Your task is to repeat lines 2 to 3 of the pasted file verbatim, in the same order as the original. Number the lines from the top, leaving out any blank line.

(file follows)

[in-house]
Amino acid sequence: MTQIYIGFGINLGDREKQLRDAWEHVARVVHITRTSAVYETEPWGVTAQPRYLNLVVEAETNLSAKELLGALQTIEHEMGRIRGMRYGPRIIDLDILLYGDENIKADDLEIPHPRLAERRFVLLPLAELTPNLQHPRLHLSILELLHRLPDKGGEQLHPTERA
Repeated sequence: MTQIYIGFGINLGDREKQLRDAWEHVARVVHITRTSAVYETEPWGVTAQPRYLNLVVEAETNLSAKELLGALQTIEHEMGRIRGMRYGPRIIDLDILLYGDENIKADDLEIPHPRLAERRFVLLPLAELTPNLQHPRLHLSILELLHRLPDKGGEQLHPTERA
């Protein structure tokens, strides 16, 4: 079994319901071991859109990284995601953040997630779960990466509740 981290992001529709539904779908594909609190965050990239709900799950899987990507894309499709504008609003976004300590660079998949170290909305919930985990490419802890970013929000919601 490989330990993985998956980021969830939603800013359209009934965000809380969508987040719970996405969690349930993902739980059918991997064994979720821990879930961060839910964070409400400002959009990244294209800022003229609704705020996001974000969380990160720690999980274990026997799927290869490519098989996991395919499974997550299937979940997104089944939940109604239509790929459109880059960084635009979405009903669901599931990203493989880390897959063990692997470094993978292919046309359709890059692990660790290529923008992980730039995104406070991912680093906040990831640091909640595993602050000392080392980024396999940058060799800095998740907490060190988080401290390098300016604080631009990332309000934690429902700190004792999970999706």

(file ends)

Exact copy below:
Amino acid sequence: MTQIYIGFGINLGDREKQLRDAWEHVARVVHITRTSAVYETEPWGVTAQPRYLNLVVEAETNLSAKELLGALQTIEHEMGRIRGMRYGPRIIDLDILLYGDENIKADDLEIPHPRLAERRFVLLPLAELTPNLQHPRLHLSILELLHRLPDKGGEQLHPTERA
Repeated sequence: MTQIYIGFGINLGDREKQLRDAWEHVARVVHITRTSAVYETEPWGVTAQPRYLNLVVEAETNLSAKELLGALQTIEHEMGRIRGMRYGPRIIDLDILLYGDENIKADDLEIPHPRLAERRFVLLPLAELTPNLQHPRLHLSILELLHRLPDKGGEQLHPTERA